Take Time:
73. To watch construction sites.
74. To look at the birds.
75. To allow your child to help you dump ingredients in the bowl.
76. To walk places together.
77. To dig in the dirt together.
78. To do a task at your child’s pace.
79. To just sit with you child while they play.
80. That your child is capable.
81. That you are the right parent for your child.
82. That you are enough.
83. That you can do what is right for your family.
Delight your child:
84. Clean your child’s room as a surprise.
85. Put chocolate chips in the pancakes.
86. Put a love note in their lunch.
87. Make their snack into a smile face shape.
88. Make sounds effects while you help them do something.
89. Sit on the floor with them to play.
Let Go:
90. Of the guilt.
91. Of how you thought it was going to be.
92. Of your need to be right.
93. A kind look.
94. A smile when your child walks into the room.
95. A kind touch back when your child touches you.
96. The chance to connect before you correct so that your child can actually hear your words.
97. Your child a chance to work out their frustrations before helping them.
98. A bath when the day feels long.
99. A hug.

100. You get to choose the next one!  What is your favorite way to be kind to your child?

Wednesday, April 3, 2013

Eat Your Kidney

The little farm where I get my milk, pastured meat (including beef liver, and heart), and corn/soy free eggs from pastured chickens, has started selling beef kidney! I was so pleased to find this! Kidney is an excellent source for myriad minerals, including copper and zinc. I have been reading a lot about these two minerals specifically lately, and have found what I believe to be two of the sources of problems I have in pregnancy.

Perhaps I'll write a post about that sometime. In the mean time, the following is a sample of what we had for dinner tonight, kidney included.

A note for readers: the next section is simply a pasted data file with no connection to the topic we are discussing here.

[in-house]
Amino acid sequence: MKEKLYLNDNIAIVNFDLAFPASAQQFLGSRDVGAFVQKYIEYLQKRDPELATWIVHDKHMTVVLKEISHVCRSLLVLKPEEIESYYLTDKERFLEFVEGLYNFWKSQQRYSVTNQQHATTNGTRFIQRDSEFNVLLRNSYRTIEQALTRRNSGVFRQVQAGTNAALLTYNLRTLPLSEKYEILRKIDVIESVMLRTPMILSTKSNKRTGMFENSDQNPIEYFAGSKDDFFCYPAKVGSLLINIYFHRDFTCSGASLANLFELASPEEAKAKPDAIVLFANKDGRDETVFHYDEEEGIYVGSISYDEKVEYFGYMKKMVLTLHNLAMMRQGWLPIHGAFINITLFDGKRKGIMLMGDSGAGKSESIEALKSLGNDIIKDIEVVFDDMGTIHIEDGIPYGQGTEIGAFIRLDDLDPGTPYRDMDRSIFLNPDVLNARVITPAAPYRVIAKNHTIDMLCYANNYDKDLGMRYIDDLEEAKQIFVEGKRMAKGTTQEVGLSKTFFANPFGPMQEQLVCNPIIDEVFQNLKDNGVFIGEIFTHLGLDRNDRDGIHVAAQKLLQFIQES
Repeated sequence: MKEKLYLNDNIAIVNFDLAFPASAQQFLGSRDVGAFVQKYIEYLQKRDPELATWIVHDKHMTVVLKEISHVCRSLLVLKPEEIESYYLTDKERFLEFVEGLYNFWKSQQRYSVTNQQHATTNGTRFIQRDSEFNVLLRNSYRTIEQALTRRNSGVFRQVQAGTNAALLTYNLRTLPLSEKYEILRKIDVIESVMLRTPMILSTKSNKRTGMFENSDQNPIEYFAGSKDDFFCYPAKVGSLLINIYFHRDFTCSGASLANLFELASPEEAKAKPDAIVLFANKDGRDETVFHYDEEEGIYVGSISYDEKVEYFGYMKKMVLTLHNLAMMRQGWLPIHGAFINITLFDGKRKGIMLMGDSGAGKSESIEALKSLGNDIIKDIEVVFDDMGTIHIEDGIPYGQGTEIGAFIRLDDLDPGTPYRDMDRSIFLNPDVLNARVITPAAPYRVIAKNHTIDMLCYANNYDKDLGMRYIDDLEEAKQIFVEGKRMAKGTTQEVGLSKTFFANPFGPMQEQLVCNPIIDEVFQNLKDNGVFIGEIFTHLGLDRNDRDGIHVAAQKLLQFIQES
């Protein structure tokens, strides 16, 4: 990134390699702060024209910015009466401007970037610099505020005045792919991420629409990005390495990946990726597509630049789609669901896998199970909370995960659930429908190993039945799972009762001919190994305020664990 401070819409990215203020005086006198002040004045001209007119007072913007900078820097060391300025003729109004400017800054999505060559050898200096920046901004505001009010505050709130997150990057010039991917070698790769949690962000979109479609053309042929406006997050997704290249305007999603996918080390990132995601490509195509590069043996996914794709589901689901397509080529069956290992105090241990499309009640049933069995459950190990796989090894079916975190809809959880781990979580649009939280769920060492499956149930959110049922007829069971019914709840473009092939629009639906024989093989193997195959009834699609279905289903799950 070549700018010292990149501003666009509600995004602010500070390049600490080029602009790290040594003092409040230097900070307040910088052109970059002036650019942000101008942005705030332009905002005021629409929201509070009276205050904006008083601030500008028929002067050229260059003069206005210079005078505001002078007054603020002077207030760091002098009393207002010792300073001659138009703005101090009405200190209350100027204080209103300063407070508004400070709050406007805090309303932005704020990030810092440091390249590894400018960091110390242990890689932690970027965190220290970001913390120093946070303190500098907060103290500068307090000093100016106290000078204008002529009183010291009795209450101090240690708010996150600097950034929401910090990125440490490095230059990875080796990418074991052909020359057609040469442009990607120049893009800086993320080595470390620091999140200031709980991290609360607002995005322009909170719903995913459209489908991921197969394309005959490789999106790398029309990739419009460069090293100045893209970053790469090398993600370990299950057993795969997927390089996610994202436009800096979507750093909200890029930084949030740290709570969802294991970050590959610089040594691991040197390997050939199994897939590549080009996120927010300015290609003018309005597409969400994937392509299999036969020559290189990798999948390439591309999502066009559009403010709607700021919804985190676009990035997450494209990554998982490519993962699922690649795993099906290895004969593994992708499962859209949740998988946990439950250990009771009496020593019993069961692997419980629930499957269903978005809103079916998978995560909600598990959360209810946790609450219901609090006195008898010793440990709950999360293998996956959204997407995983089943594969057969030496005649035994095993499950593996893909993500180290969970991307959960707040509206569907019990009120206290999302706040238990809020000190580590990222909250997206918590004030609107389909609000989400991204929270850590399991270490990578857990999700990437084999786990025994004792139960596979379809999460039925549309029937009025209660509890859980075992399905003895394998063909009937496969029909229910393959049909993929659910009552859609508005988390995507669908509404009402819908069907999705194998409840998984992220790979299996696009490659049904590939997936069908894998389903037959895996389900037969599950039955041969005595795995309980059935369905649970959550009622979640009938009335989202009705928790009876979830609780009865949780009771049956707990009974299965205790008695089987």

Beef Kidney Sausage with Fennel and Mashed Potatoes with Creamy Mushroom and (mock) Wine Reduction

Beef Kidney Sausage:

1 beef kidney
1 lb ground pastured beef
1 tsp. sea salt
1/2 cup sprouted spelt flour
1 tsp. sage
1/4 tsp. rosemary
pinch basil powdered (you can powder dried herbs by taking a pinch in your fingers, and with hard pressure, rubbing your fingers together.)
sea salt
cracked pepper

2 tblsp butter
2 tblsp olive oil


Soak one kidney for 1 1/2-2  hours in a bowl with 1/4 cup vinegar, and enough water to just cover the kidney.

At some point durring this soaking process mix the flour with the herbs, salt, and pepper. Set aside.

When the soaking is finished, cut the flesh away from the fat in the center of the kidney. Apparently this fat is very valuable, I personally have never used it. (If anyone experiments with this, let me know!!) Toss the kidney into the blender to grind. Mix ground kidney with ground beef, and 1 tsp sea salt. Form into patties of what ever size you'd like, and dredge the patties in the herbed flour.

In a skillet heat the butter and oil over medium heat. Cook the sausage patties on medium, or even lower heat. Slower cooking at lower heat makes the meat more digestible.


Creamy Mushroom and (mock) Wine Reduction:

2 cups sliced mushrooms (Any mushrooms will do, but different mushrooms will vary recipe flavor. I used crimini.)
1 onion, diced
2 tblsp butter
3/4 cup cream
1/4 balsamic vinegar (this is the mock part)
4 cups chicken, or beef stock
4 tblsp sprouted spelt flour
salt and pepper to taste


In skillet (I use skillets for EVERYTHING) caramelize onions with the butter over medium low heat (this will take a few minutes, but is well worth it!) Add mushrooms, turn heat up to medium, after about 5 minutes cover and cook, stirring occasionally, until the mushrooms are tender. Add cream, and stir well. Add vinegar, and stir well. Salt and pepper this mixture. Allow to boil, then add 3 cups stock. Bring to boil, then reduce heat, and allow to simmer until the volume has reduced by a quarter, or more. Mix the flour with the additional stock, up the heat of the mixture, add stock flour slur to the simmering sauce. Allow to simmer, this will thicken the sauce.


Cube and boil as many potatoes as you need to feed whomever you are feeding. Boil these until they are tender. Strain, and mash with butter and milk, or chicken or beef stock, to desired consistency.

I forgot to take a "before" picture... sorry! It looked a lot nicer before we got to it. Promise.